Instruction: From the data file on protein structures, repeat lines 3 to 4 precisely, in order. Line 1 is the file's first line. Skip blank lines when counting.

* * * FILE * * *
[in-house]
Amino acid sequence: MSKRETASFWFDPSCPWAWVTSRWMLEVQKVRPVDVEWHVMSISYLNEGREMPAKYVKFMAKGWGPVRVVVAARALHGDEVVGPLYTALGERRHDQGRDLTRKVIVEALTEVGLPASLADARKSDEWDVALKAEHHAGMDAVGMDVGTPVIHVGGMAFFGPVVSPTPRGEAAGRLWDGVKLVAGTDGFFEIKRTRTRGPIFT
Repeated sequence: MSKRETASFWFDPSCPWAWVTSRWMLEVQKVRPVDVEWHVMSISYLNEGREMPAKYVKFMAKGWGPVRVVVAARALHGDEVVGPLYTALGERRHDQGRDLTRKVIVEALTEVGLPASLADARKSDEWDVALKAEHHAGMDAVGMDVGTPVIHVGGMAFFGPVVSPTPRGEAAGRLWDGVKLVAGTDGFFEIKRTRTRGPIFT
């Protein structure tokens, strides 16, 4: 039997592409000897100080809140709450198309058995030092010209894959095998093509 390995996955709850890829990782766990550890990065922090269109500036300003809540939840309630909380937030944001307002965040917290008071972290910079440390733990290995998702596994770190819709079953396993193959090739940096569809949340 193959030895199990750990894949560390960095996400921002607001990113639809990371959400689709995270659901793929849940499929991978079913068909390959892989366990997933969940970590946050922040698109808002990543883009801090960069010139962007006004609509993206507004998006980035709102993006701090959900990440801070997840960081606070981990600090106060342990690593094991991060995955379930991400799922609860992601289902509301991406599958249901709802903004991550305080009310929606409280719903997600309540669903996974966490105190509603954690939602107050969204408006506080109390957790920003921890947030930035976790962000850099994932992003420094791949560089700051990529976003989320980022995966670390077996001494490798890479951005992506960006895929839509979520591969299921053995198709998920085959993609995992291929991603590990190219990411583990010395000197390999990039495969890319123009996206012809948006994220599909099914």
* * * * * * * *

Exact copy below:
Repeated sequence: MSKRETASFWFDPSCPWAWVTSRWMLEVQKVRPVDVEWHVMSISYLNEGREMPAKYVKFMAKGWGPVRVVVAARALHGDEVVGPLYTALGERRHDQGRDLTRKVIVEALTEVGLPASLADARKSDEWDVALKAEHHAGMDAVGMDVGTPVIHVGGMAFFGPVVSPTPRGEAAGRLWDGVKLVAGTDGFFEIKRTRTRGPIFT
């Protein structure tokens, strides 16, 4: 039997592409000897100080809140709450198309058995030092010209894959095998093509 390995996955709850890829990782766990550890990065922090269109500036300003809540939840309630909380937030944001307002965040917290008071972290910079440390733990290995998702596994770190819709079953396993193959090739940096569809949340 193959030895199990750990894949560390960095996400921002607001990113639809990371959400689709995270659901793929849940499929991978079913068909390959892989366990997933969940970590946050922040698109808002990543883009801090960069010139962007006004609509993206507004998006980035709102993006701090959900990440801070997840960081606070981990600090106060342990690593094991991060995955379930991400799922609860992601289902509301991406599958249901709802903004991550305080009310929606409280719903997600309540669903996974966490105190509603954690939602107050969204408006506080109390957790920003921890947030930035976790962000850099994932992003420094791949560089700051990529976003989320980022995966670390077996001494490798890479951005992506960006895929839509979520591969299921053995198709998920085959993609995992291929991603590990190219990411583990010395000197390999990039495969890319123009996206012809948006994220599909099914």